Video gaming is quickly becoming one of the most important forms of media in history, yet it also remains one of the least regulated in terms of business practices. Stories of giant game publishers taking advantage of smaller developers through methods that sound illegal, yet somehow aren’t have been buzzing around constantly ever since gaming has turned a profit. Luckily, a new Bill being presented could offer unprecedented protection to indie developers attempting to take on the mobile gaming market.
EFF reports that The Open App Markets Act would contain a number of clauses that keep major publishers from abusing their power over small indie developers. The basic ideas of the bill are as follows: Owners of app stores should not be able to control the prices apps go for on different services, nor should they be allowed to stop indie developers from communicating discounts to their player-base. App stores should not require their apps to use their specific in-app payments, and finally, app stores should not prevent users from using other app stores.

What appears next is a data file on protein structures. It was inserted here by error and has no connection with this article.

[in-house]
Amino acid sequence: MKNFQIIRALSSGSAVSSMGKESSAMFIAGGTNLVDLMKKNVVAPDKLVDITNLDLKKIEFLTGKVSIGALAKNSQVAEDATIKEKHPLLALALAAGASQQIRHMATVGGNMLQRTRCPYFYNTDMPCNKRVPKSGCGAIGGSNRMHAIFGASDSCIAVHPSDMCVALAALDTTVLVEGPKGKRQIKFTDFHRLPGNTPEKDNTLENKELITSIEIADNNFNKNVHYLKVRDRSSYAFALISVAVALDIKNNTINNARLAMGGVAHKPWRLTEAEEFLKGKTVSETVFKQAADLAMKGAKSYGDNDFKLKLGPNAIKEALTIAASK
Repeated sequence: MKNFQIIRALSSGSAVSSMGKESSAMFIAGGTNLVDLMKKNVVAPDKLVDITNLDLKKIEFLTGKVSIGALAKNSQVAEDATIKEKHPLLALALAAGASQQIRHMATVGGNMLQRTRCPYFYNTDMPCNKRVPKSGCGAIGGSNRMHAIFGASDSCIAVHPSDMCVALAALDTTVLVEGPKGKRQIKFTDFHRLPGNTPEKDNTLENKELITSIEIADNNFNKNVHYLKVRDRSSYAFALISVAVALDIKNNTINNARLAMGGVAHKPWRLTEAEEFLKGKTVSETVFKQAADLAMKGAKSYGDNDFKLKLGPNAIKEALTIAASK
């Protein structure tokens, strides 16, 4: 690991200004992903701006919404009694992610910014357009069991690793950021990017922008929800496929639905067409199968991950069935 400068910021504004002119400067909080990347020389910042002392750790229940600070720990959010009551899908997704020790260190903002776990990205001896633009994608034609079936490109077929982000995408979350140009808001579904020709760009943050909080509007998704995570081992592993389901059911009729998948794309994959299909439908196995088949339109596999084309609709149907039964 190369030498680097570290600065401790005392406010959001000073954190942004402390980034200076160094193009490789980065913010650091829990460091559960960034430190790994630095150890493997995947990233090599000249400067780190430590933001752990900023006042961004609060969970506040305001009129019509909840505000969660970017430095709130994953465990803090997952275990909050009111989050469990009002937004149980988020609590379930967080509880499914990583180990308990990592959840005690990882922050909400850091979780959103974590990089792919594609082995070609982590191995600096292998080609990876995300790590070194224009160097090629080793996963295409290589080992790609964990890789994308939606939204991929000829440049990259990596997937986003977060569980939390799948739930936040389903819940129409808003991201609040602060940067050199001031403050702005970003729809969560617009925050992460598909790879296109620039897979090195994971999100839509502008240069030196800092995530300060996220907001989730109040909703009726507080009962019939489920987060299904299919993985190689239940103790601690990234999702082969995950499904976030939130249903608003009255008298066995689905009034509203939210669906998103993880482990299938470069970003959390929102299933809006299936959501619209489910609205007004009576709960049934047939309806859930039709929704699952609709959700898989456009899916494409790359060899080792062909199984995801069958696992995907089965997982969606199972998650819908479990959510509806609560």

This bill specifically targets app stores with 50 million or more users, making it clear that this bill is designed to stop the largest of app stores: Namely Apple and the Google Play store, as well as some other high profile stores that would normally fly under the radar. Most notably, Apple has been in very hot water after their lawsuit with Epic Games, which highlighted some of the extremely predatory practices going on in the Apple store. Apple had been taking a 30% commission from all in-app purchases and had issued a gag-order stopping any app developers on their service from telling their players about any deals or cheaper pricing on other services.
Perhaps more interestingly, Valve has also been accused of many of these same scummy business practices. In fact, there’s currently an antitrust lawsuit being held against Valve by Wolfire Games, developers of Overgrowth. According to PC Gamer, the developers have accused Valve of suppressing competition on their store and taking a thirty percent cut of all sales. The accusations also include regulating prices so that no other stores are able to compete with Steam’s pricing.